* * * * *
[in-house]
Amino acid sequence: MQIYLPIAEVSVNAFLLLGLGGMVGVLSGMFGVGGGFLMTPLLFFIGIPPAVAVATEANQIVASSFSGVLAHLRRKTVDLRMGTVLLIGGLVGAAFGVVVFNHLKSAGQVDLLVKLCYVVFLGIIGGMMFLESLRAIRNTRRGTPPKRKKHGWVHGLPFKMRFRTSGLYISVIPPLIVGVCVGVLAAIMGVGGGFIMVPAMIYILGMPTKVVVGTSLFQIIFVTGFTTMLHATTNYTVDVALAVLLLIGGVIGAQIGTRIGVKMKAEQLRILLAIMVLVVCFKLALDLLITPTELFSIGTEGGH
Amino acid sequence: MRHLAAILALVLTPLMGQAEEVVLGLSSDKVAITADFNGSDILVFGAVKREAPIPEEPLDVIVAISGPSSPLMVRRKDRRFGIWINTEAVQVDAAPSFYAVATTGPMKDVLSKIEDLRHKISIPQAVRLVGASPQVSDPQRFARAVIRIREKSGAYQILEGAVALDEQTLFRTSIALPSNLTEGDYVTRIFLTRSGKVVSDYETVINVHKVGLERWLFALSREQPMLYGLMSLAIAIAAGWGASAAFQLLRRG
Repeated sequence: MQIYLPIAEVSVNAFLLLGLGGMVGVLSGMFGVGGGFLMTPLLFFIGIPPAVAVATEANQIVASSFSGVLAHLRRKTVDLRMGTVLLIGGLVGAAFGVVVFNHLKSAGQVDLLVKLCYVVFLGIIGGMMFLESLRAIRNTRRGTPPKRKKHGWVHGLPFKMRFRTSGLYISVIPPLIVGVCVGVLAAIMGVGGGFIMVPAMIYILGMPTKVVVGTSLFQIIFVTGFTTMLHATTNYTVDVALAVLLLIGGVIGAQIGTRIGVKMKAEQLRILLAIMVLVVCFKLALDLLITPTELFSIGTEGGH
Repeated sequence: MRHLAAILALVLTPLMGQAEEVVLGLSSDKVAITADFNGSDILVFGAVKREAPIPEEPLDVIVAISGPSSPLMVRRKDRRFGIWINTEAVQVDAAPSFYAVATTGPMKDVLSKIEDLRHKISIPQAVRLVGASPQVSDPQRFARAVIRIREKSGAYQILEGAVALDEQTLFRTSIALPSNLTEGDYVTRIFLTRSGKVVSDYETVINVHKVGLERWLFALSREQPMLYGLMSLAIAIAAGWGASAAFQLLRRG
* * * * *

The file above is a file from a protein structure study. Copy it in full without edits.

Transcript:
[in-house]
Amino acid sequence: MQIYLPIAEVSVNAFLLLGLGGMVGVLSGMFGVGGGFLMTPLLFFIGIPPAVAVATEANQIVASSFSGVLAHLRRKTVDLRMGTVLLIGGLVGAAFGVVVFNHLKSAGQVDLLVKLCYVVFLGIIGGMMFLESLRAIRNTRRGTPPKRKKHGWVHGLPFKMRFRTSGLYISVIPPLIVGVCVGVLAAIMGVGGGFIMVPAMIYILGMPTKVVVGTSLFQIIFVTGFTTMLHATTNYTVDVALAVLLLIGGVIGAQIGTRIGVKMKAEQLRILLAIMVLVVCFKLALDLLITPTELFSIGTEGGH
Amino acid sequence: MRHLAAILALVLTPLMGQAEEVVLGLSSDKVAITADFNGSDILVFGAVKREAPIPEEPLDVIVAISGPSSPLMVRRKDRRFGIWINTEAVQVDAAPSFYAVATTGPMKDVLSKIEDLRHKISIPQAVRLVGASPQVSDPQRFARAVIRIREKSGAYQILEGAVALDEQTLFRTSIALPSNLTEGDYVTRIFLTRSGKVVSDYETVINVHKVGLERWLFALSREQPMLYGLMSLAIAIAAGWGASAAFQLLRRG
Repeated sequence: MQIYLPIAEVSVNAFLLLGLGGMVGVLSGMFGVGGGFLMTPLLFFIGIPPAVAVATEANQIVASSFSGVLAHLRRKTVDLRMGTVLLIGGLVGAAFGVVVFNHLKSAGQVDLLVKLCYVVFLGIIGGMMFLESLRAIRNTRRGTPPKRKKHGWVHGLPFKMRFRTSGLYISVIPPLIVGVCVGVLAAIMGVGGGFIMVPAMIYILGMPTKVVVGTSLFQIIFVTGFTTMLHATTNYTVDVALAVLLLIGGVIGAQIGTRIGVKMKAEQLRILLAIMVLVVCFKLALDLLITPTELFSIGTEGGH
Repeated sequence: MRHLAAILALVLTPLMGQAEEVVLGLSSDKVAITADFNGSDILVFGAVKREAPIPEEPLDVIVAISGPSSPLMVRRKDRRFGIWINTEAVQVDAAPSFYAVATTGPMKDVLSKIEDLRHKISIPQAVRLVGASPQVSDPQRFARAVIRIREKSGAYQILEGAVALDEQTLFRTSIALPSNLTEGDYVTRIFLTRSGKVVSDYETVINVHKVGLERWLFALSREQPMLYGLMSLAIAIAAGWGASAAFQLLRRG